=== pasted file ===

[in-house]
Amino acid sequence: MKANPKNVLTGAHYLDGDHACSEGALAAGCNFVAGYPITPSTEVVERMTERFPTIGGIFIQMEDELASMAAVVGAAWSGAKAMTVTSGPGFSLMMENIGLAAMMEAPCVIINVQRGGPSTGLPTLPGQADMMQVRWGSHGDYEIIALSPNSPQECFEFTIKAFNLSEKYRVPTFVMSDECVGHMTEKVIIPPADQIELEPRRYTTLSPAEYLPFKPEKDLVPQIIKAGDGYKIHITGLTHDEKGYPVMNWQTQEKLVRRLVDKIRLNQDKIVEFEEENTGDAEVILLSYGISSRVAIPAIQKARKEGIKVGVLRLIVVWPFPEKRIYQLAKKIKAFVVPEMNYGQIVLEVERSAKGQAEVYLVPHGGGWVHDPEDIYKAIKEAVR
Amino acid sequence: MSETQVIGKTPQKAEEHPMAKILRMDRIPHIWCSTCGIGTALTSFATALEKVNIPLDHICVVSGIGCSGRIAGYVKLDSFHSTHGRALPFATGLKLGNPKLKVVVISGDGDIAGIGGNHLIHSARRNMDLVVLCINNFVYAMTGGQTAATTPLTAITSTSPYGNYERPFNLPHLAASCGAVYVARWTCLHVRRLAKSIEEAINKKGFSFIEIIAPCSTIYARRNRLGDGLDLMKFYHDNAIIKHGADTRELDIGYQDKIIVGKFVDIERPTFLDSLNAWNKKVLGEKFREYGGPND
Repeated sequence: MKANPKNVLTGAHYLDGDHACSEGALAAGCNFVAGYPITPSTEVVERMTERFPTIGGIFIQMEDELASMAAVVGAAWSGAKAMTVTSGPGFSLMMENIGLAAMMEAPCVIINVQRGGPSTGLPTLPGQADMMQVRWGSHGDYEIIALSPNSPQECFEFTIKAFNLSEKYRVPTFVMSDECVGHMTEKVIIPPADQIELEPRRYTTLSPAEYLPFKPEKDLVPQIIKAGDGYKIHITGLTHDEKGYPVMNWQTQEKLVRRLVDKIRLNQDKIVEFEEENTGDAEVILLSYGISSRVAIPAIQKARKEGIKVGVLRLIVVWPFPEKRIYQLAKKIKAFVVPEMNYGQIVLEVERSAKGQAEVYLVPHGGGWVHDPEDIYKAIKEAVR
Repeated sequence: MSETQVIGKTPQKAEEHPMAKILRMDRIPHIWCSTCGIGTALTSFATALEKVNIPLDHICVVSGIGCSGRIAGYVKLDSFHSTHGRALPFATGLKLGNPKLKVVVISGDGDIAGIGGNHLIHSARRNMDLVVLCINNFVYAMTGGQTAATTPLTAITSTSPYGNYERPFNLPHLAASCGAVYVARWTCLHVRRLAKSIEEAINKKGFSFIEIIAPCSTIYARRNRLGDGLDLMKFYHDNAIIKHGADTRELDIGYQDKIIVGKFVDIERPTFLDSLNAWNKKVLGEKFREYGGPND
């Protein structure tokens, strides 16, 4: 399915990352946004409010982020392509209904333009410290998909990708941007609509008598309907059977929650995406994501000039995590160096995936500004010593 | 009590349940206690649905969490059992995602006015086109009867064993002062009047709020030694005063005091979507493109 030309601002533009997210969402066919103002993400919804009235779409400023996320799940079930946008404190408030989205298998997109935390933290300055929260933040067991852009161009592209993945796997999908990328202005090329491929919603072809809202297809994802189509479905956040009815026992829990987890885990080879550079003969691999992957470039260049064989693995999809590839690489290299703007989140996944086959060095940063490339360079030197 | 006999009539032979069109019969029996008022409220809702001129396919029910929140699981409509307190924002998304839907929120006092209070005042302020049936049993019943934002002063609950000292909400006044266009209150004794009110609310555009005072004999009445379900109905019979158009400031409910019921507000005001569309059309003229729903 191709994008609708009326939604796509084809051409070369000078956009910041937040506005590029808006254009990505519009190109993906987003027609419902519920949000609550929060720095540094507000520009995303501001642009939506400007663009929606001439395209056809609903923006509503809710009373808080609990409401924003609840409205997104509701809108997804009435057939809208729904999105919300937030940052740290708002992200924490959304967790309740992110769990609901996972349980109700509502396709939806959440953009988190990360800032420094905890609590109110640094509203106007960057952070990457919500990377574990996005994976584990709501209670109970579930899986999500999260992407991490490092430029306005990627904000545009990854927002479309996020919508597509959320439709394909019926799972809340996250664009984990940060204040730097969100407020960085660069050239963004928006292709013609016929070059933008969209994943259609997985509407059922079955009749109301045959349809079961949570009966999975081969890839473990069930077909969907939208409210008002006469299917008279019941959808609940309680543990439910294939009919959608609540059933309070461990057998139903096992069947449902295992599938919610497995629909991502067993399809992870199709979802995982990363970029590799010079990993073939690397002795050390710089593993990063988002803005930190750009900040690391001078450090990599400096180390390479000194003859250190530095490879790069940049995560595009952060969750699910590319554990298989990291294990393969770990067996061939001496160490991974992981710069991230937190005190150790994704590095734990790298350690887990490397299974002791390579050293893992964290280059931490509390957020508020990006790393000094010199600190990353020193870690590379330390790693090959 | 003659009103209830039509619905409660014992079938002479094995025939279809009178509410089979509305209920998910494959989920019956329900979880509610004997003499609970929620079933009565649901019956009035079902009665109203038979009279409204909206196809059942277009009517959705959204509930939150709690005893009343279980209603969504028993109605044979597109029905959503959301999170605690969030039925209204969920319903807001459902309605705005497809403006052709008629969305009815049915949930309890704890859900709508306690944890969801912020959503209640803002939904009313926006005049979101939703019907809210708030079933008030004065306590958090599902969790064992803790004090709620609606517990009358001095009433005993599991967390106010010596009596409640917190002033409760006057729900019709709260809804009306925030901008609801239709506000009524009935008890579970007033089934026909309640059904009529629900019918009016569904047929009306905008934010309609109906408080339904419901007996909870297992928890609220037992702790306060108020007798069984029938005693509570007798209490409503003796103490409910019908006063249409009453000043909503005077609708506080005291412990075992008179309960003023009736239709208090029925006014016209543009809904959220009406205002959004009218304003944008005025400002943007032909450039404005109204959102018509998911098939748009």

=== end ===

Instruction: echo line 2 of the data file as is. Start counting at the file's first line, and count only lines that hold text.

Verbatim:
Amino acid sequence: MKANPKNVLTGAHYLDGDHACSEGALAAGCNFVAGYPITPSTEVVERMTERFPTIGGIFIQMEDELASMAAVVGAAWSGAKAMTVTSGPGFSLMMENIGLAAMMEAPCVIINVQRGGPSTGLPTLPGQADMMQVRWGSHGDYEIIALSPNSPQECFEFTIKAFNLSEKYRVPTFVMSDECVGHMTEKVIIPPADQIELEPRRYTTLSPAEYLPFKPEKDLVPQIIKAGDGYKIHITGLTHDEKGYPVMNWQTQEKLVRRLVDKIRLNQDKIVEFEEENTGDAEVILLSYGISSRVAIPAIQKARKEGIKVGVLRLIVVWPFPEKRIYQLAKKIKAFVVPEMNYGQIVLEVERSAKGQAEVYLVPHGGGWVHDPEDIYKAIKEAVR